Returning to work after having a baby can be tough for many reasons: New moms are worried about leaving their little ones as they try to get families adjusted to a new schedule, settle back into work and – on top of everything – juggle when, where and how to pump at work.
“The stress of pumping can be really overwhelming for moms,” says Carol Chornock, RN, IBCLC, lactation coordinator at Adventist HealthCare Shady Grove Medical Center. “Moms should take comfort knowing that a little preparation can help make the transition easier and encourage their breastmilk supply.”
Start a routine before you return to work
“Moms can start pumping as soon as their baby gets back up to birth weight, or they can wait until about a month before they return to work,” encourages Carol. “Starting before you head back can help get you comfortable with pumping and settle into a schedule that works for you and baby.”
Carol suggests moms add a first pumping session in the morning, when milk supply is usually greatest. “Nurse your baby, and then pump about an hour later to start getting a bank of milk,” she says. “Once you’re used to pumping in the morning, try adding another pumping session.”
Carol shares one schedule that works for many moms:
- Nurse in the morning
- Pump before leaving for work
- Pump twice at work
- Nurse in the evening and night
“Nursing at night can help breastmilk supply, when it’s typically at its lowest,” explains Carol. “Moms can also nurse throughout the day when they’re home on the weekend or off days to help increase supply.”
Create a comfortable environment
“Once mom gets into a routine, she can build a comfortable environment that helps her relax and de-stress during pumping sessions,” says Carol.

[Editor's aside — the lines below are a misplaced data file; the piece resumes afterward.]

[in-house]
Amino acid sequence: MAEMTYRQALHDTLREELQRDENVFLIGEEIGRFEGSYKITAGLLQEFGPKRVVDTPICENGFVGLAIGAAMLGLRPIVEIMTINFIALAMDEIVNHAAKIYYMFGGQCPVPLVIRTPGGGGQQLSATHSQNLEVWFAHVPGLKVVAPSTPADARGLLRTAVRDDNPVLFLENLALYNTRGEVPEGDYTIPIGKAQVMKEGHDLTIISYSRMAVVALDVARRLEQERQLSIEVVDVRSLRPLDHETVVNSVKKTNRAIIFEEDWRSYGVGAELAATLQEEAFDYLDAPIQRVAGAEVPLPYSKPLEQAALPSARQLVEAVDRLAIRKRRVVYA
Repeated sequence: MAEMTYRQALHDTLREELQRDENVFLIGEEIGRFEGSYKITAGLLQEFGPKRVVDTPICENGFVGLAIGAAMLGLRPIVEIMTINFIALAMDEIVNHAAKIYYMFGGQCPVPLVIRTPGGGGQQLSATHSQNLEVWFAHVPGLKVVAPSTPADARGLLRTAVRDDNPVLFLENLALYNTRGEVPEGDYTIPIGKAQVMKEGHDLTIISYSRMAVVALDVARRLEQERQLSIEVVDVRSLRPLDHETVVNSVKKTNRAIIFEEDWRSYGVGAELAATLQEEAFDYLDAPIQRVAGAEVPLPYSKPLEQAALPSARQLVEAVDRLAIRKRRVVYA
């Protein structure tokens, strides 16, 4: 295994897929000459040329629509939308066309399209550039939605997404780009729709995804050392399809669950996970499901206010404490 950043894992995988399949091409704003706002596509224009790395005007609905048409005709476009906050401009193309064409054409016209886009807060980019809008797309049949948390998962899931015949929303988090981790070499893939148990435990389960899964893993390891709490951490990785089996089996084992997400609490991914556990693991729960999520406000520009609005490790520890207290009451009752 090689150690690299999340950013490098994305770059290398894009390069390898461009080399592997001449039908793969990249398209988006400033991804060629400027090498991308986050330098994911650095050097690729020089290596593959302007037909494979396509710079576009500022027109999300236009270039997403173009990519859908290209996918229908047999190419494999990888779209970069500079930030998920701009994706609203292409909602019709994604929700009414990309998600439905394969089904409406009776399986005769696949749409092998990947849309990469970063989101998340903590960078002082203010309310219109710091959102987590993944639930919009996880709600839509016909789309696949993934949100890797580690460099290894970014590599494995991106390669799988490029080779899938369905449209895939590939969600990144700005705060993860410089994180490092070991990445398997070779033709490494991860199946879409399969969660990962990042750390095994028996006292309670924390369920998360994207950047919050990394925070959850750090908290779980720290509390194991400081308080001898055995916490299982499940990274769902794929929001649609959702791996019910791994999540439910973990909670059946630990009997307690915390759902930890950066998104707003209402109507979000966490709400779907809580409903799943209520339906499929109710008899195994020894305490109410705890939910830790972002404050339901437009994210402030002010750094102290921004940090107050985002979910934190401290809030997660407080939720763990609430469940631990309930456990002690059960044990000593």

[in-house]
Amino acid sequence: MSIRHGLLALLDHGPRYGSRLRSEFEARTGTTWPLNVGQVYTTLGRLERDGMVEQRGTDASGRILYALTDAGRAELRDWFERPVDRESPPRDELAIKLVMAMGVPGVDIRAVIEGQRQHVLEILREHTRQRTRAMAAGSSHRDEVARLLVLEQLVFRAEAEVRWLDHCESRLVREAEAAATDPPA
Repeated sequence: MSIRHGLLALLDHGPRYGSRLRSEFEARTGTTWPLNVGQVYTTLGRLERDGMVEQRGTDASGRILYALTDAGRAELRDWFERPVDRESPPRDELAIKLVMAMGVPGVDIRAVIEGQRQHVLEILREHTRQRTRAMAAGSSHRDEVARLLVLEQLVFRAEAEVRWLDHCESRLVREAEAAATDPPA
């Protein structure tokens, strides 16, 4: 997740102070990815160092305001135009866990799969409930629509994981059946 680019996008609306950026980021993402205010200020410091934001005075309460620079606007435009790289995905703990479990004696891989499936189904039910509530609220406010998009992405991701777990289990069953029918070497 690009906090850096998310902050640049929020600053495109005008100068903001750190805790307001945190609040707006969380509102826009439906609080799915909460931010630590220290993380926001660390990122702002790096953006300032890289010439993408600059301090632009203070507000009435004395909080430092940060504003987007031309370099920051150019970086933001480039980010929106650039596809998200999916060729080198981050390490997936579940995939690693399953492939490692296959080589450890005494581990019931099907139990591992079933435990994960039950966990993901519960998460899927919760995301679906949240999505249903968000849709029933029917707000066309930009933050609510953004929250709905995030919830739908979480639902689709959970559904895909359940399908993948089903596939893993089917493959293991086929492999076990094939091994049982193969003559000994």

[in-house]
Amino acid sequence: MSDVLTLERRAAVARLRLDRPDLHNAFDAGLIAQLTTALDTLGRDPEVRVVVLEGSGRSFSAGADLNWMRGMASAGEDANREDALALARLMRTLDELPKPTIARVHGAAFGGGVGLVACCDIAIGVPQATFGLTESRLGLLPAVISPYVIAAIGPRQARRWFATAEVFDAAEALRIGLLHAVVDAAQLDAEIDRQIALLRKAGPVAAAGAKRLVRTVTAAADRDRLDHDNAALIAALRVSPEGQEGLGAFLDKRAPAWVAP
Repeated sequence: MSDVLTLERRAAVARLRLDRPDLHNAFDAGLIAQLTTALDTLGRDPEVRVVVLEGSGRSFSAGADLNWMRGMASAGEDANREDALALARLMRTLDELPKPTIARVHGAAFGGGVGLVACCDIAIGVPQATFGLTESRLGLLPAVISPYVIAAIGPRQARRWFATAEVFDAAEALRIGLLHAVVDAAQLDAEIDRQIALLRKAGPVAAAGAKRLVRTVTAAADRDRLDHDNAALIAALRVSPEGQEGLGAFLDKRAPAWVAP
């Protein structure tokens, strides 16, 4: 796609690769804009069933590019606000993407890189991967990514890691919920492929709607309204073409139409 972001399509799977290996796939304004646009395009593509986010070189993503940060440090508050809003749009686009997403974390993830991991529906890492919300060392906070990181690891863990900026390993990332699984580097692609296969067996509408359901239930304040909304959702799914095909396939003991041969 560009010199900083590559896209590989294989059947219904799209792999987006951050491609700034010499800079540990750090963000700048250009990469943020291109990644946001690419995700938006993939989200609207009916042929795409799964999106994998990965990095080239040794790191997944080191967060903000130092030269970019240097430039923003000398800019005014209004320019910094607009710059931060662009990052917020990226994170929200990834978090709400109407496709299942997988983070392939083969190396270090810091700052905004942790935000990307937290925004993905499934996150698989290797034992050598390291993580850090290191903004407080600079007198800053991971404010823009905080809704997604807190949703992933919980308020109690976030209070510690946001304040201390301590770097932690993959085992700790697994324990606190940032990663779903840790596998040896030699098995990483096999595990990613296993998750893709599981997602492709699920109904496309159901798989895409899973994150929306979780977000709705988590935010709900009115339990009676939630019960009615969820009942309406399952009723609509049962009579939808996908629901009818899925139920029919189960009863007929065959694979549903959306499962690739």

For some moms, that may include a photo of their baby or a blanket or piece of clothing to help connect with their child. Others may choose to listen to relaxing music in a quiet environment.
“Find what works best for you and focus on that,” Carol encourages moms.
Another piece of advice from Carol is to avoid the temptation to multi-task. “Hands-free pumps are not great. Breastfeeding is a job, and it should be reflected,” she continues. “Resist the urge to check email, write reports or send texts. Instead, take a moment to sit back and relax.”
One challenge for many new moms is deciding where exactly they will be able to pump at work. Federal law requires that women have reasonable break time and space (other than a bathroom) to express milk for up to one year after childbirth.
“Talk to someone who has pumped at work,” suggests Carol. “They can help share their insight, experience and advice to make it easier and more comfortable for you.”
Carol also recommends women talk to the human resources department to learn where a designated pumping room is in the office.
Focus on what really matters
Feeding your baby is a special moment of love and bonding. Whether you’re nursing at home, pumping at work or using a bottle, you are providing the love and nourishment your little one needs.